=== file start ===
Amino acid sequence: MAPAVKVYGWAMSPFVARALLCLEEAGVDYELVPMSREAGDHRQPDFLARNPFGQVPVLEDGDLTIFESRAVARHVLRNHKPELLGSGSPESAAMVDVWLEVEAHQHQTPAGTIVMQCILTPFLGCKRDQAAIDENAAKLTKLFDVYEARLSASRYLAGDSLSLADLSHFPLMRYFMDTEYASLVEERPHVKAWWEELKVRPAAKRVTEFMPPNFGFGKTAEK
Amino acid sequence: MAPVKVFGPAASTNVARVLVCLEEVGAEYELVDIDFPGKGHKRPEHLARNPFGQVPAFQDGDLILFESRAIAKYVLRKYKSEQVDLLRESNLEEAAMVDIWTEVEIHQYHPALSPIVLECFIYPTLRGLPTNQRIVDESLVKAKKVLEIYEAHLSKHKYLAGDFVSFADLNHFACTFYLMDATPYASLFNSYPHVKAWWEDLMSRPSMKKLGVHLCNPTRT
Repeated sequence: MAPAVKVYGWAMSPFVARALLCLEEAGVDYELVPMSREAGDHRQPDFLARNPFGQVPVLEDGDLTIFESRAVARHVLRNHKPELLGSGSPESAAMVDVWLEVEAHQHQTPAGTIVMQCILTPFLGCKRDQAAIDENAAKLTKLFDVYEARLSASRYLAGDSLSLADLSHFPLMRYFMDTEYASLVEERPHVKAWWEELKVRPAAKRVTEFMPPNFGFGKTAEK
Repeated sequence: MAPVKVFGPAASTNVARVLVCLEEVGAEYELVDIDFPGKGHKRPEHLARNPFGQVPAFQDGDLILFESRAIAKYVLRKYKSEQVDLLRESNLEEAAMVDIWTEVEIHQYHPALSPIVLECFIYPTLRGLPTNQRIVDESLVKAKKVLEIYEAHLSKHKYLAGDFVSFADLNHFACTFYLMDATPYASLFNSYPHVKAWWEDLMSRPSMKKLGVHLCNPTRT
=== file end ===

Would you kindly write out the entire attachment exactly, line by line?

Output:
Amino acid sequence: MAPAVKVYGWAMSPFVARALLCLEEAGVDYELVPMSREAGDHRQPDFLARNPFGQVPVLEDGDLTIFESRAVARHVLRNHKPELLGSGSPESAAMVDVWLEVEAHQHQTPAGTIVMQCILTPFLGCKRDQAAIDENAAKLTKLFDVYEARLSASRYLAGDSLSLADLSHFPLMRYFMDTEYASLVEERPHVKAWWEELKVRPAAKRVTEFMPPNFGFGKTAEK
Amino acid sequence: MAPVKVFGPAASTNVARVLVCLEEVGAEYELVDIDFPGKGHKRPEHLARNPFGQVPAFQDGDLILFESRAIAKYVLRKYKSEQVDLLRESNLEEAAMVDIWTEVEIHQYHPALSPIVLECFIYPTLRGLPTNQRIVDESLVKAKKVLEIYEAHLSKHKYLAGDFVSFADLNHFACTFYLMDATPYASLFNSYPHVKAWWEDLMSRPSMKKLGVHLCNPTRT
Repeated sequence: MAPAVKVYGWAMSPFVARALLCLEEAGVDYELVPMSREAGDHRQPDFLARNPFGQVPVLEDGDLTIFESRAVARHVLRNHKPELLGSGSPESAAMVDVWLEVEAHQHQTPAGTIVMQCILTPFLGCKRDQAAIDENAAKLTKLFDVYEARLSASRYLAGDSLSLADLSHFPLMRYFMDTEYASLVEERPHVKAWWEELKVRPAAKRVTEFMPPNFGFGKTAEK
Repeated sequence: MAPVKVFGPAASTNVARVLVCLEEVGAEYELVDIDFPGKGHKRPEHLARNPFGQVPAFQDGDLILFESRAIAKYVLRKYKSEQVDLLRESNLEEAAMVDIWTEVEIHQYHPALSPIVLECFIYPTLRGLPTNQRIVDESLVKAKKVLEIYEAHLSKHKYLAGDFVSFADLNHFACTFYLMDATPYASLFNSYPHVKAWWEDLMSRPSMKKLGVHLCNPTRT